In the midst of it all is Robicheaux, doing his best to help regulate the post-Katrina madness, all the while on a dogged search for a pair of dangerous fugitives, a dope-addicted, fallen priest, and a vigilante insurance salesman who takes his family's protection too far. This promises to be the most taxing and emotional case Robicheaux has had to work.
In his singular style, which defies genre, James Lee Burke has created a haunting picture of life in New Orleans after Katrina. Filled with complex characters and vivid descriptions of the destruction and death that gripped the Big Easy, The Tin Roof Blowdown is an action-packed crime thriller as well as a poignant story of what disaster and desperation can do to people.
More mayhem? Listen to more of James Lee Burke's Dave Robicheaux thrillers.
©2007 James Lee Burke. All rights reserved; (P)2007 Simon and Schuster Inc. All rights reserved.
"Meticulously textured....dense, rich prose that draws the reader into a web of greed and violence." (Publishers Weekly)
You can hear St James Infirmary, you can taste the po boys at Mothers - a great fictional story that feels like it did / could happen.
You Feel Like You're There. If you love Burke's gothic thrillers, you'll love Wil Patton's dirty cop. Yum.
Non Fiction Reader
This book could be reduced by 2/3 if you just eleminated Robicheaux's introspections, self-analysis, self-doubts, Vietnam flashbacks, liberal talking points, self-pity and janudiced personality profiles. This is the same formula Burke used in earlier books and frankly it is tiresome. It's getting to the point that Burke has worn out his themes and is boring.
Having grown up in New Orleans it was interesting to hear the story, however, the narrators extremely slow speech pattern and incorrect pronunciation of cajun/french names shows a lack of preparation and understanding of this area and the people. People in N.O. don't speak with a southern dialect, nor do they speak slowly...it was a distraction from the story.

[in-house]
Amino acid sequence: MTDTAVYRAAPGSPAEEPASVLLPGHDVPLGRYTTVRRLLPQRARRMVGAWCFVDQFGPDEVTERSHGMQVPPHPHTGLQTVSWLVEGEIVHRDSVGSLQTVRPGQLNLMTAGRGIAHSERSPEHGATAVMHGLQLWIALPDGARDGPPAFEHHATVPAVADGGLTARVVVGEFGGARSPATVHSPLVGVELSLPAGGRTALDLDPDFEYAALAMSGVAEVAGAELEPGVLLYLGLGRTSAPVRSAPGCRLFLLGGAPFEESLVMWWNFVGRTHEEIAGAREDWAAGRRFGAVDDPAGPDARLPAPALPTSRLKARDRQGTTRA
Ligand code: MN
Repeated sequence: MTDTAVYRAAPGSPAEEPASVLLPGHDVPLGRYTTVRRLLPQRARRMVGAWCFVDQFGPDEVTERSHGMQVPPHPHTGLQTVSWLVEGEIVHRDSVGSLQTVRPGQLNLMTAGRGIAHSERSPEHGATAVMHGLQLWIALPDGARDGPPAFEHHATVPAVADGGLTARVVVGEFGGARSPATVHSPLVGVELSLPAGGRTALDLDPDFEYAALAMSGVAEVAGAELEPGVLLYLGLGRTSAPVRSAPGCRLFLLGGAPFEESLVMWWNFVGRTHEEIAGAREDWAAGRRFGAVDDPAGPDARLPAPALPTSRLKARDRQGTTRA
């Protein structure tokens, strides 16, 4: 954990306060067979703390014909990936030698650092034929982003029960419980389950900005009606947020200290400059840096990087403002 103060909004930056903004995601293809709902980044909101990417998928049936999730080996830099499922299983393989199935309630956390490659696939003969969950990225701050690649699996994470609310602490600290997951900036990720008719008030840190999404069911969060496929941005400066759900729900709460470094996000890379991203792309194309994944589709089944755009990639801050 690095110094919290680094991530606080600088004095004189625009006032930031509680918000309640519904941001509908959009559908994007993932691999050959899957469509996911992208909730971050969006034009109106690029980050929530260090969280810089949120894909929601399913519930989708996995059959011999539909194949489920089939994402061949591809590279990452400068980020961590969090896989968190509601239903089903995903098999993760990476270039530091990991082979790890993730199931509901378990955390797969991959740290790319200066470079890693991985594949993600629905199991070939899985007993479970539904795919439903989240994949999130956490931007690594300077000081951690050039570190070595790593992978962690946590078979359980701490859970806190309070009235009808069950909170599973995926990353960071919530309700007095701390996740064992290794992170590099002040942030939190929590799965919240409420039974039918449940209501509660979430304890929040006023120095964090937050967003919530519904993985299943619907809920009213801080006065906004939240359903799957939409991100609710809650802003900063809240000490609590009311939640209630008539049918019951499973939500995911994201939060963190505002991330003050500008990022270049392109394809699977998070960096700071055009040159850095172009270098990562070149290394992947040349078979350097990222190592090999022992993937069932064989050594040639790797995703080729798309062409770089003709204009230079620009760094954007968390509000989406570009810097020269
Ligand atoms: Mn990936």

Northwest mother to a diverse international brood Lover of plants, books, horses and dogs
A good story is always a good find, but when you get it wrapped up in such delicious language and an understanding of the impact of Katrina, it's all the better. The narator adds just the right touch of cajun spice.
Read the book but had trouble with the French and foreign names. The narrator provides a wonderful flare in accent and character. Enjoyed this immensely and have recommended it to my friends that passed the book on to me.
Not only was the story line of this book incredible, the narrator did an amazing job bringing the characters to life. I am often reluctant to immerse myself in fiction relating to real-world events for fear of how distorted those events become. However, this story's setting was believable without immerseing me in the Katrina devastation too much. I'd say Tin Roof Blowdown is a must read for anyone so far removed from the hurricane's devastation that they need and insight into the after-effects. More importantly, it is a must read for those who believe humans have the capacity to do almost anything - good or bad - in the face of disasters.
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